The Foundation for Science, Technology and Civilisation (FSTC) announces their new achievement in the history of Islamic clocks. For the first time, the work of Ibn al-Haytham on the water clock (Maqala fi ‘amal al-binkam) is uncovered and edited from two manuscripts. Whilst work is currently undertaken to produce a critical edition of the text in a book that will be published in 2015, we are proud to publish a glimpse of this pioneering work of Ibn al-Haytham’s contribution on mechanical clocks. In this article Professor Salim Al-Hassani, President of FSTC, summarises the text and publishs its draft English translation. In addition, he describes the mechanism of the water clock and produces engineering diagrams as well as a 3D animation video of its working procedure. To verify the technical details of the description of the clock, a mathematical analysis was also carried on. Although rudimentary at this stage, this analysis, in conjunction with the drawings and video animation, should be useful in design replicas or models of this clock. This ground breaking article precedes the full historical editing work which is to be published by Professors Al-Hassani and Mohammed Abattouy in due course.
by Professor Salim Al-Hassani, President of FSTC
This work would have not been achieved had it not been for the assistance of a number of people. Of special mention are: Prof. Mohammed Abattouy for his valuable assistance in editing the manuscript and in historical research, Prof. Hamza Kandor for providing digital copies of the manuscripts, Sara Tahboub for helping with the translation, Dr Stephen Burley for his assistance and advice with the mathematical analysis, and Abdul Kader Jahjah for his assistance with the drawings and interpreting of old Arabic engineering terms. We mention also the financial assistance received from from Zuhair Fayez and Dessert publishers, for which we express our thanks and gratitude.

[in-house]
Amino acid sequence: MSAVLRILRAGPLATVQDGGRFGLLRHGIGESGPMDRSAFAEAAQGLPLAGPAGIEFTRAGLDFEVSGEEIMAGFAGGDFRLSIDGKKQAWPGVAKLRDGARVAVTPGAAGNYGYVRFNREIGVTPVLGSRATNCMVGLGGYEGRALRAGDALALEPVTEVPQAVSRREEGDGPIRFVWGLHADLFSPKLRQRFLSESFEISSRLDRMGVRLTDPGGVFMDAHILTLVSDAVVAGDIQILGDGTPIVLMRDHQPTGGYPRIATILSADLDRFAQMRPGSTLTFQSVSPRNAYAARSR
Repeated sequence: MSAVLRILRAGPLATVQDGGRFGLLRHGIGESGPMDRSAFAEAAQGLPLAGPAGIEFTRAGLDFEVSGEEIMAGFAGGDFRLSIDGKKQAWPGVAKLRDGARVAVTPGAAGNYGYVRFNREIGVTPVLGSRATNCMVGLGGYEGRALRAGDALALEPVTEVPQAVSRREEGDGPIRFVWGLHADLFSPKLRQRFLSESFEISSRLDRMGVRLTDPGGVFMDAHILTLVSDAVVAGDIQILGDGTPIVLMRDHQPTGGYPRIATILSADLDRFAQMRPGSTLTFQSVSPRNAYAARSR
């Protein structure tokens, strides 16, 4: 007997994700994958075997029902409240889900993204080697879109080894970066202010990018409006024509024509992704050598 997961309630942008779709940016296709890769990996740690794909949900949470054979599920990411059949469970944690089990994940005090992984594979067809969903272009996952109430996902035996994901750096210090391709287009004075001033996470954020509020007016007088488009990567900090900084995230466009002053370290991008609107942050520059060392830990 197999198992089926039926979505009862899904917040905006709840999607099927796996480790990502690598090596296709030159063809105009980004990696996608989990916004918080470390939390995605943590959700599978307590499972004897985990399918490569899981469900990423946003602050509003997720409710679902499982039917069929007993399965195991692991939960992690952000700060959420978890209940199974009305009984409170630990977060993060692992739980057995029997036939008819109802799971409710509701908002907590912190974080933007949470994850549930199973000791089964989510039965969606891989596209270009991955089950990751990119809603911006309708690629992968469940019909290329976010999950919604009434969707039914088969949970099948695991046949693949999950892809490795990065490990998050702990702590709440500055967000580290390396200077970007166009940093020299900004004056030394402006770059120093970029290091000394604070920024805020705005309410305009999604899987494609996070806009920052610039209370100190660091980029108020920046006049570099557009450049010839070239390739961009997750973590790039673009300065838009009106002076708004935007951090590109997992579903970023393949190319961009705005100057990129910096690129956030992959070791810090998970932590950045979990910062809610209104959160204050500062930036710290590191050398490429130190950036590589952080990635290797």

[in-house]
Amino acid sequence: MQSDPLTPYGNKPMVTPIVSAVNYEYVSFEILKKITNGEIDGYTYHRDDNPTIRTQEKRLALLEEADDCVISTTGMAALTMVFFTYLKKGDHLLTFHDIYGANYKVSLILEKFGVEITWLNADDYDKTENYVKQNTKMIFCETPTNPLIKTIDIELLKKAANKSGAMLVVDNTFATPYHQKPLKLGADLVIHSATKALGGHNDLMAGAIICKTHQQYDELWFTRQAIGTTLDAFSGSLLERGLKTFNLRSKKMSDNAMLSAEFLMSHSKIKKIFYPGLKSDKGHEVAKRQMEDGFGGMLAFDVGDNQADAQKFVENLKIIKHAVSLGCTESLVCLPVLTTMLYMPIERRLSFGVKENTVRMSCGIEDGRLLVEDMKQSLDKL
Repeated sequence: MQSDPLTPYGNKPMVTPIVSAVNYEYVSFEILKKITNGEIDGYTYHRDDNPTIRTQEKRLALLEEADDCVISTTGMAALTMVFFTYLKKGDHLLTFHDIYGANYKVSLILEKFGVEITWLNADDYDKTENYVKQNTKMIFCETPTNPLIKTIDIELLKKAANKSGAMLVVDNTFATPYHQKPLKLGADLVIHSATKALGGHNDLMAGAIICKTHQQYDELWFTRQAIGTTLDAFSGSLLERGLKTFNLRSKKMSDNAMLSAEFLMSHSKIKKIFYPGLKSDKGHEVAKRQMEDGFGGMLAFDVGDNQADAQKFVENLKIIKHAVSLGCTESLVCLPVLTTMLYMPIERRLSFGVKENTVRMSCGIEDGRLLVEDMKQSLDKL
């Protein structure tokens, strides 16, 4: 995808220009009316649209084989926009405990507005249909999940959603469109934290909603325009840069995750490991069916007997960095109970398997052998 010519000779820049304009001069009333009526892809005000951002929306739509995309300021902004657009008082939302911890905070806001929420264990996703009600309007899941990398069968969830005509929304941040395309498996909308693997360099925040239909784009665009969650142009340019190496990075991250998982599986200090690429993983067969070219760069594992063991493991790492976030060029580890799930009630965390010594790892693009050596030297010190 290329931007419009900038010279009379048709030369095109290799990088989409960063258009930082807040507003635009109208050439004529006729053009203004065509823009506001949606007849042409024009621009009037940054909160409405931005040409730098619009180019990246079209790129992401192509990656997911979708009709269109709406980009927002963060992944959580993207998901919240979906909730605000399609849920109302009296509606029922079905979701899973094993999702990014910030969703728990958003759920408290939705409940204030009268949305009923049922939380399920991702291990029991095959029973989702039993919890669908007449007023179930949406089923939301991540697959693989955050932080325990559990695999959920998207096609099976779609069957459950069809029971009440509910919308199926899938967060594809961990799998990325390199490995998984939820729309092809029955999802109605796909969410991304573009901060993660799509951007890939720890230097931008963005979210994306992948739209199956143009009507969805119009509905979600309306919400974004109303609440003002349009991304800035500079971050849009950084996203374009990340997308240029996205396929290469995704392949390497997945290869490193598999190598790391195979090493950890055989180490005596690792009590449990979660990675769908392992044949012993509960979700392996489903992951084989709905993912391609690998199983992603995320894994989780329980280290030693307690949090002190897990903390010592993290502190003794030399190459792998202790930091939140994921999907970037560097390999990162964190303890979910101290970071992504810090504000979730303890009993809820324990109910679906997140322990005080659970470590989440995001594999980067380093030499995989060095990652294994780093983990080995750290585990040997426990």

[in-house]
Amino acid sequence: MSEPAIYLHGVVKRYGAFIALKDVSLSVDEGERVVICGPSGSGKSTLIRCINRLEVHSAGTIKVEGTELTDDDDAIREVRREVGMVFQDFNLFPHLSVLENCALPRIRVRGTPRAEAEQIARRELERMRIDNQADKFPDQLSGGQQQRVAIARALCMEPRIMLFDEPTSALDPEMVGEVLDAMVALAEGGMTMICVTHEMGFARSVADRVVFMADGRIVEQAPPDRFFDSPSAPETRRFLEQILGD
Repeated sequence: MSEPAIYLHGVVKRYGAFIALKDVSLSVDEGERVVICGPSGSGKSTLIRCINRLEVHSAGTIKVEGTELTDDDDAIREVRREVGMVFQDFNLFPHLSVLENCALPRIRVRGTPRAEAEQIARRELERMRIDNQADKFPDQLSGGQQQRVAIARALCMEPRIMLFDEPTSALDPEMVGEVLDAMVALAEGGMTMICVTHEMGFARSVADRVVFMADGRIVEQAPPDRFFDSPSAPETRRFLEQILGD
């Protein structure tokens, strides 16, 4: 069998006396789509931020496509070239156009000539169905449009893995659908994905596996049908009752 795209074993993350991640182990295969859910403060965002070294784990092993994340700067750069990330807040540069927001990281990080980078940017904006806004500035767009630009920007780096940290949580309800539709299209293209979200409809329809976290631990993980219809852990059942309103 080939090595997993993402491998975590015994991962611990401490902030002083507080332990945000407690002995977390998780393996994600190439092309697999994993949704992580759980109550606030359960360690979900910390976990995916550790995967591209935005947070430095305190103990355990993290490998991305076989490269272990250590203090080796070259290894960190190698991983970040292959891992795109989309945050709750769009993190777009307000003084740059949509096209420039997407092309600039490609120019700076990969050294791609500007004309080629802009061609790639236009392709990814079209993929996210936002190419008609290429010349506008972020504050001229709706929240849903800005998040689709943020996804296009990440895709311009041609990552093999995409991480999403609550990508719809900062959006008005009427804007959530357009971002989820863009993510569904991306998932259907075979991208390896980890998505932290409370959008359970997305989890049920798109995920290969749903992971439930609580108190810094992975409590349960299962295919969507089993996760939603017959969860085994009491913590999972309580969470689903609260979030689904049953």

Table of contents
1. About Ibn al-Haytham’s Life
2. The Manuscript Copies
3. Remarks about the English Translation
4. Description of the Clock
5. Mathematical Analysis of the Clock
6. Discussion and Concluding Remarks
7. The English Translation of Maqala fi ‘amal al-Binkam
8. Details of the Mathematical Analysis
Imaginary potrait of Ibn al-Haytham (Source)
Abu ‛Ali al-Hasan Ibn al-Haytham (965-1039 CE) was born in Basra, Iraq, around the year 965 CE (354 H). His scientific career began in Basra, but most of it flourished in late 10th and early 11th- centuries Fatimid Cairo, founded in 972 CE. Also known in Europe by the name Alhazen, since the translation of his works into Latin in the 12th century, he completely changed his contemporaries’ understanding of light and vision. In searching for knowledge and truth, Ibn al-Haytham questioned and tested on many subjects, in physics and astronomy, especially in optics. His opus magnum Kitab al-Manazir (The Book of Optics) influenced the scientists who came after him in the Arabic and Latin traditions, from Kamal al-Dinal-Farisi (d. 1319) until Johannes Kepler (d. 1630). He died in Cairo in around 1040 CE (431 H).